You Have Never Used the â€œNâ€ Word? Can You Prove That?
By: John Lillpop
Because life in the great state of Virginia is as close to Heaven as God will permit, politicians running for office there are at a loss to raise important issues with which to dazzle voters.
As a result, the race for the U.S. Senate involving Republican incumbent George Allen and Democrat challenger Jim Webb has deteriorated into a petty word game of charges and countercharges over the use of racial epithets.
The latest â€œBreaking News Headlineâ€ involves charges from well-known political-science professor Larry Sabato that Senator Allen did in fact use the N word in the 1970s. Go here:
Meanwhile, Jim Webb is making his own headlines by denying that he ever used the N word. Go here:
Heaven knows, I do not advocate the use of racial slurs on any occasion or for any purpose. But before we turn an important political debate into a PC urinating contest, a bit of reflection seems warranted.
To begin with, who among us can truthfully state that the â€œNâ€ word, or its equivalent, has never found its way into a casual conversation?
From personal experience, I shall always remember mentioning to an uncle from the Deep South how excited I was at the prospect of seeing baseball star Willie Mays play in San Francisco. My uncle took the wind out of my sails when he bluntly asked â€œHeâ€™s a N*****, ainâ€™t he?â€
My face turned a deep, deep purple at this racist denigration of my baseball hero, and my speechless embarrassment caused great hilarity among my cousins who were obviously accustomed to their fatherâ€™s indelicate language.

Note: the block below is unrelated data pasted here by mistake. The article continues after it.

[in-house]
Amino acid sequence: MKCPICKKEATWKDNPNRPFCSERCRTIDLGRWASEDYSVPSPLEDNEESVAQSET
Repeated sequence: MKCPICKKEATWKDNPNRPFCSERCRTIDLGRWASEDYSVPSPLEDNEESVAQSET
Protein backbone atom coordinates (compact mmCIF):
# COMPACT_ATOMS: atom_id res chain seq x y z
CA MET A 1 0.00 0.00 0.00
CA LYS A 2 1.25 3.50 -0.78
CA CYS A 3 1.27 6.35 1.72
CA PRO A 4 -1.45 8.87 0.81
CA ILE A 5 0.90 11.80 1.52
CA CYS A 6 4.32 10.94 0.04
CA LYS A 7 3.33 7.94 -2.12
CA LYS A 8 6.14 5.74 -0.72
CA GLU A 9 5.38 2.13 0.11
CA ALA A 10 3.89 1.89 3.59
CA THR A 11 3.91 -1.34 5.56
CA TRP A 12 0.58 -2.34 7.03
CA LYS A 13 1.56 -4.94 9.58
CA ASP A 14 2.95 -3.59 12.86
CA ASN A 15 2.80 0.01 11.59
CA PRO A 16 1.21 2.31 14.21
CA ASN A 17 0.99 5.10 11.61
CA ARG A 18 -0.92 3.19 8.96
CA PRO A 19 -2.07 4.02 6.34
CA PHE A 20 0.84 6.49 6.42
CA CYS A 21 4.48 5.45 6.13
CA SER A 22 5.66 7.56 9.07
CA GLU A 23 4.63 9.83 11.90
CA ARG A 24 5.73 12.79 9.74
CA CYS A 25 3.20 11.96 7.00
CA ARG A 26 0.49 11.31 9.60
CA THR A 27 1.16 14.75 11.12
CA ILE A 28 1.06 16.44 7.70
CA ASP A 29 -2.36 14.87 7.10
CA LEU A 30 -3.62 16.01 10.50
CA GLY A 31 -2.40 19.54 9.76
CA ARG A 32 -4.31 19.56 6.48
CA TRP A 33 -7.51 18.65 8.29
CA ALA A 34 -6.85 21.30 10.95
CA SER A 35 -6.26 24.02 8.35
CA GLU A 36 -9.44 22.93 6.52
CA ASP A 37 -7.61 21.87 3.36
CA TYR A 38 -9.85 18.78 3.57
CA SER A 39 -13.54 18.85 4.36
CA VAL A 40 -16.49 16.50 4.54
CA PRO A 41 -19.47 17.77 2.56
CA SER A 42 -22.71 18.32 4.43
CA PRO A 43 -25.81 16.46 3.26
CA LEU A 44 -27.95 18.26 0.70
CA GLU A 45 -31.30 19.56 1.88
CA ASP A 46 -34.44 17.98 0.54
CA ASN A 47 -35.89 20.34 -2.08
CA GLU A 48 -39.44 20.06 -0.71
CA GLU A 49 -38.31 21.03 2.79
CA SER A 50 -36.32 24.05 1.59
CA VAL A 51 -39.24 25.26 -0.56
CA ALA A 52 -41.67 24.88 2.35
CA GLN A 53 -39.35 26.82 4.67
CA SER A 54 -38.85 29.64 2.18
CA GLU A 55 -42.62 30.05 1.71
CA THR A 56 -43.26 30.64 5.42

Later in life, while reading a biography of President Harry S. Truman titled Plain Speaking, I was astonished to learn that the thirty-third President of the United States used the N word regularly. But Truman was also credited with integrating the U.S. armed forces at a time when doing so was not the PC thing to do.
Lyndon Johnson, the thirty-seventh President of the United States, was also allegedly one to drop an N bomb now and again. Of course, President Johnson was instrumental in getting the Civil Rights Act of 1964 signed into law.
And do not forget that black â€œrapâ€ artists are by far the most prolific users of the N word. Without it, rap music as we know it would not exist.
A different N wordâ€”â€œNipâ€â€”was used during World War II as a slur against the Japanese. Nip was used prominently in television comedy shows like McHaleâ€™s Navy, which is still rerun–with Nip intact–from time to time.
The point is that it is neither reasonable nor responsible to dwell solely on racial slurs that one may have used 30 years ago.
Without knowing the exact context and environment in which such words were uttered, it is impossible to make an intelligent evaluation as to whether or the individual involved is worthy of public trust in 2006.